"People love themselves. It didn't take the advent of the selfie for that to be evident." True story. This is the opening line to one of the Ten Commandments to create compelling content as told by Patrick Burke of Content Marketing Institute. The commandment? Thou shalt awaken our inner Narcissus. This, like the rest of his Commandments, is fairly self-explanatory - people like content that taps into their insatiable appetite for 'me, me, me'. Think Coca Cola's 'Share a coke with…' campaign, where bottles could be personalised with our very own names. They increased their sales by a huge 2% in just one summer (2014) with this crafty, self-promoting ad content. Think Elf Yourself, the lovable spoof website created by Office Max, through which faces of ourselves (oursElves?) and our unsuspecting friends could be plastered on to the dancing bodies of Santa's little helpers. Brilliant.
The viral bug
It seems so simple yet many of us struggle to answer the question, "What exactly makes great, compelling content?" And, come to think of it, even more of us struggle to create the type of content that goes full-blown, elves-doing-the-Macarena, Charlie-bit-my-finger viral. Perhaps the problem is that we've all been thinking way too hard about how to spread our message. Another of Burke's Commandments is as simple as this: Thou shalt harken to times past, i.e. everyone loves a good reminisce about pogs and furbies, or ABBA and mullets depending on how old you are. This is proven by the success of Buzzfeed's listicles - 50 things only '80s kids can understand, 48 reasons '90s kids had the best childhood, etc. It's the fact that content like this is so simple that makes it so effective. It's almost like it's been staring us in the face all along.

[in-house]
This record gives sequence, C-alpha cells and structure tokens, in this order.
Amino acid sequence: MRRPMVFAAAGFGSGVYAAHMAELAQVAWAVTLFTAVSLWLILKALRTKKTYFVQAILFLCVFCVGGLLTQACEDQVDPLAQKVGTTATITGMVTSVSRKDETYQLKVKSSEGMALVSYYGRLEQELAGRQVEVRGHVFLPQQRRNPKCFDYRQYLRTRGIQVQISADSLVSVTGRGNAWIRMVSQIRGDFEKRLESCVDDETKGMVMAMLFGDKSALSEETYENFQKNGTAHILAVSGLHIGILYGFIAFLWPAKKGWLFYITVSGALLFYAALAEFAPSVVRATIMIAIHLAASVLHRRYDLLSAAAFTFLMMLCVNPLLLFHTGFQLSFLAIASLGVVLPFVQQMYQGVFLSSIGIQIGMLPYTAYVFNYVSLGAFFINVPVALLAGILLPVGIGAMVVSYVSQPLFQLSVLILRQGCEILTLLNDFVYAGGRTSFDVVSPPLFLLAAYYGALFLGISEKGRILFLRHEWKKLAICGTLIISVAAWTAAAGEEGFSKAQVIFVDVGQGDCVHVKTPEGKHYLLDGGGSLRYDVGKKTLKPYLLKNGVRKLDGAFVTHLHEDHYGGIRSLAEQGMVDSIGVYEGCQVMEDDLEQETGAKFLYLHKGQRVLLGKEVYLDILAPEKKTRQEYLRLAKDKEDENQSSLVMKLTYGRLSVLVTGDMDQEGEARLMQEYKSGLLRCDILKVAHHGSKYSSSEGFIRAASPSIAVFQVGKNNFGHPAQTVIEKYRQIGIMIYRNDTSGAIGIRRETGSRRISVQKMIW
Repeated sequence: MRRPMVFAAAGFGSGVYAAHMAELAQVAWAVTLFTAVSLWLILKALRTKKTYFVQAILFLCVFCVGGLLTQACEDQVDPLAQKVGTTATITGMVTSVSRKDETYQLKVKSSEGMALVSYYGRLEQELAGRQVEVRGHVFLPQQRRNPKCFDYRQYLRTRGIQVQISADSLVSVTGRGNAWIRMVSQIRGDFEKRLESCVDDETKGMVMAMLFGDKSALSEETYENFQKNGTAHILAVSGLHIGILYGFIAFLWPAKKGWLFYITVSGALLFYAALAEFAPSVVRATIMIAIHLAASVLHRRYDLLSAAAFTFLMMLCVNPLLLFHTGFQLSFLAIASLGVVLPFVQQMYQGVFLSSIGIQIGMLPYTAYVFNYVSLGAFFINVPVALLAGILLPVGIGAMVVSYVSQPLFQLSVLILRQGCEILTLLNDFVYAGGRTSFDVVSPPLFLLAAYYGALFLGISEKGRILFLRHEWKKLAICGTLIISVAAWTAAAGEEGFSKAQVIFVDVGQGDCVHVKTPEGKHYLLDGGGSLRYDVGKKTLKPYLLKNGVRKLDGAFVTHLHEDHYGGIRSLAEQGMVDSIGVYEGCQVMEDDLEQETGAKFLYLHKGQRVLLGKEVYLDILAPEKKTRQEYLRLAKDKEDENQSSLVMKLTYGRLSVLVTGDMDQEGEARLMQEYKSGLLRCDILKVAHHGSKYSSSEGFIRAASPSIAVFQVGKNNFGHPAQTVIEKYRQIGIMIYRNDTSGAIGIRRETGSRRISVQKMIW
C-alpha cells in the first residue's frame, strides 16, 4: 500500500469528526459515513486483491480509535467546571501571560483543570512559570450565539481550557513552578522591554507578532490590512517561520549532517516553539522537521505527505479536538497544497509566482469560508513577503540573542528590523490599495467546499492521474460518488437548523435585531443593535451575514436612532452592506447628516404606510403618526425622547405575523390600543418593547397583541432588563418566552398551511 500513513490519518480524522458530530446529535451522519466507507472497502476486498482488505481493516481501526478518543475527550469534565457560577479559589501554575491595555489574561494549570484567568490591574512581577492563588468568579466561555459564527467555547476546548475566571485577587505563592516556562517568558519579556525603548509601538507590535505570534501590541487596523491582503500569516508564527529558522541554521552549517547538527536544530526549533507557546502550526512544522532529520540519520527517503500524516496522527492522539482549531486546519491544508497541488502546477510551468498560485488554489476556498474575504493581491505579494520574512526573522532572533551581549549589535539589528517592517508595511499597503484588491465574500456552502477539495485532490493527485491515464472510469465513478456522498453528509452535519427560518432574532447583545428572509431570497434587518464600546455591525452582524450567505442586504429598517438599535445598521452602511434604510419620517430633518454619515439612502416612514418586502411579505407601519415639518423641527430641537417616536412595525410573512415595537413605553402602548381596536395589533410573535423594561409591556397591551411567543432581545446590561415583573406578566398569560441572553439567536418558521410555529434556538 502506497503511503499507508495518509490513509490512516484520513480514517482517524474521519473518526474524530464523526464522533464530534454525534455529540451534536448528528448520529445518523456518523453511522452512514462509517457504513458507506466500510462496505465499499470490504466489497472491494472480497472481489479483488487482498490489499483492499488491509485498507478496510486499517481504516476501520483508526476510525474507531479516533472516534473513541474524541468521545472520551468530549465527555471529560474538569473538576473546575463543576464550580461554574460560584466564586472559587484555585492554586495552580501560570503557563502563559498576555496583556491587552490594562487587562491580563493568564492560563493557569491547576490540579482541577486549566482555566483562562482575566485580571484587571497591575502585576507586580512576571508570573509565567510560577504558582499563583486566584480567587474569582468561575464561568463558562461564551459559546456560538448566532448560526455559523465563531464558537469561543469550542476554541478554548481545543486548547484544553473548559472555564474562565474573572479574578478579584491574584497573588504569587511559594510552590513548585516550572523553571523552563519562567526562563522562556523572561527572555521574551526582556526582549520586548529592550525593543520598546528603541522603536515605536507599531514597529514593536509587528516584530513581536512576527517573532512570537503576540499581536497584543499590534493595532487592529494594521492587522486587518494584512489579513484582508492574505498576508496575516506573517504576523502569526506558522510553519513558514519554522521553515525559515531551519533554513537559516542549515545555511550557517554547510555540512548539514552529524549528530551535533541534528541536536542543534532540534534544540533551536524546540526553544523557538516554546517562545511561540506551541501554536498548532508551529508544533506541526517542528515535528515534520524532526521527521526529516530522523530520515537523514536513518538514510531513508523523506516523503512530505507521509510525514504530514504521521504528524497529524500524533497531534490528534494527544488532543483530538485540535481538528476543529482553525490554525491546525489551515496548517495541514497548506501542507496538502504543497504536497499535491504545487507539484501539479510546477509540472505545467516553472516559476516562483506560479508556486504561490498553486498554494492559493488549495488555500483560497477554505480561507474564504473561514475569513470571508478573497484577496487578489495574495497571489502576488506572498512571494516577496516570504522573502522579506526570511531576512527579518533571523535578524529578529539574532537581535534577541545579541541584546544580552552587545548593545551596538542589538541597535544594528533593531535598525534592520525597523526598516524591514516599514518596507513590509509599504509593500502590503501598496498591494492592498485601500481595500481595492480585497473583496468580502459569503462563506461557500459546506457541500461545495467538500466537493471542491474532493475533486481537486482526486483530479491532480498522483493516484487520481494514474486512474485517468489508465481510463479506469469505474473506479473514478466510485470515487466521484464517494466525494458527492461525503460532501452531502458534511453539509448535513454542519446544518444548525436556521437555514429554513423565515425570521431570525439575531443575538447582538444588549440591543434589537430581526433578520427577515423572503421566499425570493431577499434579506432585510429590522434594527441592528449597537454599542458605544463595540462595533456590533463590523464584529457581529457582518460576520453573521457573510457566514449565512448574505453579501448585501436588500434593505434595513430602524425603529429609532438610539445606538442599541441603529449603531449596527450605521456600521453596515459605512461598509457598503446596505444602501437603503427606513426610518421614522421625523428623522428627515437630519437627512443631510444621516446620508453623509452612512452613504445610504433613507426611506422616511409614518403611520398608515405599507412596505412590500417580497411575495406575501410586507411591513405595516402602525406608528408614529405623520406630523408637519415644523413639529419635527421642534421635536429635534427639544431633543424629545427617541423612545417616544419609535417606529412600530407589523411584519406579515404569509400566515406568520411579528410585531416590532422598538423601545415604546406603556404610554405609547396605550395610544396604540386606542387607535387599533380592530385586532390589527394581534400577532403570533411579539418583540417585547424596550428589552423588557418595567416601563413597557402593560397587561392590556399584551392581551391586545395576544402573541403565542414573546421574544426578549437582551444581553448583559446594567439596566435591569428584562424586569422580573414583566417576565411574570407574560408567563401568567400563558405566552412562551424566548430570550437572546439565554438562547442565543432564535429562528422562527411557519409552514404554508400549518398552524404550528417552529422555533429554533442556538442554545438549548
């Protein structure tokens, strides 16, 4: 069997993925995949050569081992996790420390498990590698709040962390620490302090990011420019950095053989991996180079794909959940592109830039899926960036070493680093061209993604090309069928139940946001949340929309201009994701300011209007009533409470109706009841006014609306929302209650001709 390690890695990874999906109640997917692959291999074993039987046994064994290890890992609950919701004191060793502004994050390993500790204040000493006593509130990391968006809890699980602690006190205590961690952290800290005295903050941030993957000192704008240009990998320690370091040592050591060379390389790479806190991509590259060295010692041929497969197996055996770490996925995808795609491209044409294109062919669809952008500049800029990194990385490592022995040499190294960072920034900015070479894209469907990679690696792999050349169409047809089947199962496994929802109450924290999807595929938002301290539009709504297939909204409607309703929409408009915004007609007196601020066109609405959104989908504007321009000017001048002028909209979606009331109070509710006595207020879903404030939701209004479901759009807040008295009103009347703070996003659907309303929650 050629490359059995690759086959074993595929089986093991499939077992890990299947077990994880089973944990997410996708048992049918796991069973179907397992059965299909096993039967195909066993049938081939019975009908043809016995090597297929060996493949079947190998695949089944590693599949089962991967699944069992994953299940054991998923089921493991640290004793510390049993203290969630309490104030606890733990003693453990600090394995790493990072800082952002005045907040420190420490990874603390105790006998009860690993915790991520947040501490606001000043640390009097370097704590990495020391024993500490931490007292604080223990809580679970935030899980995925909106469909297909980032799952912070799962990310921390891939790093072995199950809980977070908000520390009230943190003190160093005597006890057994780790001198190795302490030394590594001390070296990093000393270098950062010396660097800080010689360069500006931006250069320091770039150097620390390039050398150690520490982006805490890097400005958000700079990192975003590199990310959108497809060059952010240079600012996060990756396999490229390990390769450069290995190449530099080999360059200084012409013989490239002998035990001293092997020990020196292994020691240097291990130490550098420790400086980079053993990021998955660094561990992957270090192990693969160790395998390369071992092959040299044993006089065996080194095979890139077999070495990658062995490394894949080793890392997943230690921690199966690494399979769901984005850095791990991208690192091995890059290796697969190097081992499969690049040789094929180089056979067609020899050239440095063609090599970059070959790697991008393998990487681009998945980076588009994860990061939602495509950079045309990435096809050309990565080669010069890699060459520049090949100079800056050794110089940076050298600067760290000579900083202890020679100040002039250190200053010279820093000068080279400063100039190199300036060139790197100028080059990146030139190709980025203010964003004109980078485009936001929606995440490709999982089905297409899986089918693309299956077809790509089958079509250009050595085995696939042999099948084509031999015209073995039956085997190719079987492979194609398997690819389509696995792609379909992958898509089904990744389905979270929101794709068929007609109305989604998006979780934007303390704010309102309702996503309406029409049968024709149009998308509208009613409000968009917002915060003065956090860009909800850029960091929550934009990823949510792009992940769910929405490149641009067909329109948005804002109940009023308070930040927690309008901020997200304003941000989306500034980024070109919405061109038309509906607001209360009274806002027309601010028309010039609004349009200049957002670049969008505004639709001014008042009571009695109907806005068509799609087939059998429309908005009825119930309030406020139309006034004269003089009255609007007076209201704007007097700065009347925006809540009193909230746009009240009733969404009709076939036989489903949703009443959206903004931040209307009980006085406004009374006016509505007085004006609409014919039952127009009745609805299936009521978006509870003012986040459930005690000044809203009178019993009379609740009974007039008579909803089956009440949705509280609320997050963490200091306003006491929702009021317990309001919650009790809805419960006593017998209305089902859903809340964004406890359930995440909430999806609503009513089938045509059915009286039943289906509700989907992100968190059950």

It was staring us in the face all along
Perhaps then, we don't need to be asking, 'What kind of clever, out-there content will spread and go viral?' But instead simply thinking about what we love reading, watching and pouring over on our lunch breaks. According to Burke and his Commandments, we're all really rather similar - or the majority of us are at least. And if our content is tapping into what the majority of the people want to consume, there's no doubt that we're doing pretty darned well. So let's stop all the analysis and the scrutiny, let's stop trying to fool people into 'liking' our content and get them to, well, actually like it instead.
The trouble in this industry is that there are too many people trying to make a quick buck, and too many trying to cut corners. But if one thing's for sure, it's that content that genuinely works will keep on giving. And while this is happening, the quick buck made by your competitor will be starting to look like a distant memory.
Time to eat humble pie
As a final thought, another of Burke's Commandments: Thou shalt eat humble pie. Because if we've been trying to fool our readers with content that we wouldn't even read ourselves, humble pie is exactly what we should be tucking in to.